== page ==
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I came across the word nocuous. It seems that this word is rarely used (and even the spell-checking of my browser does mark it as a mistake). Noxious, in comparison, is used way more often.

Interestingly, the opposite statement can be applied to their antonyms innocuous and innoxious. Now the comparison between both shows a clear tendency to the use of innocuous (and my browser's spell-checking marks the latter).

The question is, in which contexts should I have a preference to nocuous/innocuous and when should I go with noxious/innoxious? Or are possibly only innocuous and noxious in practical use, while the others are rather formal? Perhaps, innocuous is the well-established opposite to noxious in colloquial?

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What do you mean by "even ELU does mark it as a mistake"? –  Jim May 25 '12 at 20:50
@Jim The spelling check of this page here (ELU) underlines them red. –  Em1 May 25 '12 at 20:52
That's your browser, not the website. EL&U has no spell-checking. –  Jim May 25 '12 at 20:54
@Jim Good to know. Thanks. –  Em1 May 25 '12 at 21:02
@Jim: I think you mean 'ELU has no computerised spell-checking'. –  TimLymington May 25 '12 at 22:40

2 Answers 2

up vote 3 down vote accepted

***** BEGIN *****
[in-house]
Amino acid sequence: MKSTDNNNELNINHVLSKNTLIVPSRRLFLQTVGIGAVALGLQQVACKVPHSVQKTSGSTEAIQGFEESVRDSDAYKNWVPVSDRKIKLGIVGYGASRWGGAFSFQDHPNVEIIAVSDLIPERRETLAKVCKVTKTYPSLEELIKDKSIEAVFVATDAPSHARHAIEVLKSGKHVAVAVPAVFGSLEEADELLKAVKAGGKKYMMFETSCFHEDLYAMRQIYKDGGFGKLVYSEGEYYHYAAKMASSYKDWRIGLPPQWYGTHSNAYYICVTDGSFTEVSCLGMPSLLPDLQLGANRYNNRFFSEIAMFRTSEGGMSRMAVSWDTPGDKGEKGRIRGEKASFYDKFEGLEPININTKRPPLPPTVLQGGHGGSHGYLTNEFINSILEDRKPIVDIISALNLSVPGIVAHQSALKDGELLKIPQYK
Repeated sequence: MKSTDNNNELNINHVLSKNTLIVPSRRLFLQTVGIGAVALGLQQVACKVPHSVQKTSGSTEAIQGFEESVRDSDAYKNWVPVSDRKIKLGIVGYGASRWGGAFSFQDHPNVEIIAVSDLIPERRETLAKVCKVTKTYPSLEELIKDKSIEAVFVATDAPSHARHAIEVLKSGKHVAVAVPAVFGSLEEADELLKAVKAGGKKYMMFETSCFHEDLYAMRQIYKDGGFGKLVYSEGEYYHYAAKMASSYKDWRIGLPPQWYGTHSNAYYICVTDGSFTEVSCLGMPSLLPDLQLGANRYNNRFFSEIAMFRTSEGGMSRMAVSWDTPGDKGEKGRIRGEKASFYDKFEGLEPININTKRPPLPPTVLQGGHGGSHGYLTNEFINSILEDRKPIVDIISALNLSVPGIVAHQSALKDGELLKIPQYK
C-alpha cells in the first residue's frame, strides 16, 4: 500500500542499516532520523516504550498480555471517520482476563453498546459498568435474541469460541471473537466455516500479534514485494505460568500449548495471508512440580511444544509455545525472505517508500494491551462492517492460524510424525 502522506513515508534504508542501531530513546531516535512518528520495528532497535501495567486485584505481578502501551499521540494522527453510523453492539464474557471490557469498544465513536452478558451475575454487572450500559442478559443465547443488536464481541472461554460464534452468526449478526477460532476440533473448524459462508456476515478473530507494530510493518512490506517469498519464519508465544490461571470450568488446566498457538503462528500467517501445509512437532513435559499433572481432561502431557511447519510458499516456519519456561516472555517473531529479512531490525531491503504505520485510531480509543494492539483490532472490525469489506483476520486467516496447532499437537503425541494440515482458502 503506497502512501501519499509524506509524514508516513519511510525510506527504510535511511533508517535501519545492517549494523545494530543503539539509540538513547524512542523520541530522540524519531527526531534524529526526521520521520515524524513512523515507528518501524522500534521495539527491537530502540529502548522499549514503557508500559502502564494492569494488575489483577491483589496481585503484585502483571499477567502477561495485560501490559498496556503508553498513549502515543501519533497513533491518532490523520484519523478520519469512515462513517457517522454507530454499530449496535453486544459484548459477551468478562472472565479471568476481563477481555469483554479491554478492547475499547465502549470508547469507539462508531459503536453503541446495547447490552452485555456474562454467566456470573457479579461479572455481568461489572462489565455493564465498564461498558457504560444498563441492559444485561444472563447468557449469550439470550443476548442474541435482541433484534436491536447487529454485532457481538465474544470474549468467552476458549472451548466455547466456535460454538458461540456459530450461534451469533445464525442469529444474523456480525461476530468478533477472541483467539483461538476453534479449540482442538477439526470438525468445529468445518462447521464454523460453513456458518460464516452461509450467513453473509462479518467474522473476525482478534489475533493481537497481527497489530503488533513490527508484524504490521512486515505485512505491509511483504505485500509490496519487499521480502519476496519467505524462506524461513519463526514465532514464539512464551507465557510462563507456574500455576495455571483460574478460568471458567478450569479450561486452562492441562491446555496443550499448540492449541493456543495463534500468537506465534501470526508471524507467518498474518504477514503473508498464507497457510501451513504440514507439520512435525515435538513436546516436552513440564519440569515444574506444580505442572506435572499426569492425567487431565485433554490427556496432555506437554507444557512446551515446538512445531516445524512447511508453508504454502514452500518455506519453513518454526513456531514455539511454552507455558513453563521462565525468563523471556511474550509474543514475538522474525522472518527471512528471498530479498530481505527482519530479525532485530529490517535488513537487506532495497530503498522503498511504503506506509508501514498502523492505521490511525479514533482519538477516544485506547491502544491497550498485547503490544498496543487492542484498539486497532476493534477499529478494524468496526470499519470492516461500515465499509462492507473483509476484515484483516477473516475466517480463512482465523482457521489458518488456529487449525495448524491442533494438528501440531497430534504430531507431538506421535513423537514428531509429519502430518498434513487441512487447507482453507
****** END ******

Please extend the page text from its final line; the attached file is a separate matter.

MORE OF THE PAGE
Innoxious is used in medical, chemical, and certain manufacturing fields to mean that a substance is not injurious, hurtful, or damaging, especially to tissues. Do a Google search for "innoxious medical" and you get 768,000 results. Of course innoxious is the antonym of noxious and a synonym for innocuous. (Those three words appear in Dorland's Illustrated Medical Dictionary, 30th Ed. Nocuous, however, did not merit an entry.) Both Dorland's and Saunders Comprehensive Veterinary Dictionary include in their definitions of noxious the word "pernicious," which in medical dictionaries is defined as "tending to a fatal tissue." That is, something that is noxious can be very damaging to tissues, irreparably so.

So to answer your question, the most commonly used words (as you suspected) are innocuous and noxious. Innoxious has use in certain fields. Nocuous is just not used.

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Shouldn't tissue be issue? (I don't have medical dictionaries on hand.) –  TimLymington May 27 '12 at 15:34
@TimLymington, No. Tissue is correct. It kills the tissue. –  JLG Jun 1 '12 at 15:03
Interestingly, in some non-medical dictionaries, ‘innoxious’ is not found at all, while ‘nocuous’ is found, though marked as literary or formal. –  Janus Bahs Jacquet Aug 26 '13 at 14:17

An interesting question: I didn't know that there were such words as nocuous and innoxious. I'd suggest the answer would be that very few people have heard of these words, and therefore noxious and innocuous would be preferable.

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I think using either, however in-nocently, would be ob-noxious. –  TimLymington May 25 '12 at 22:04

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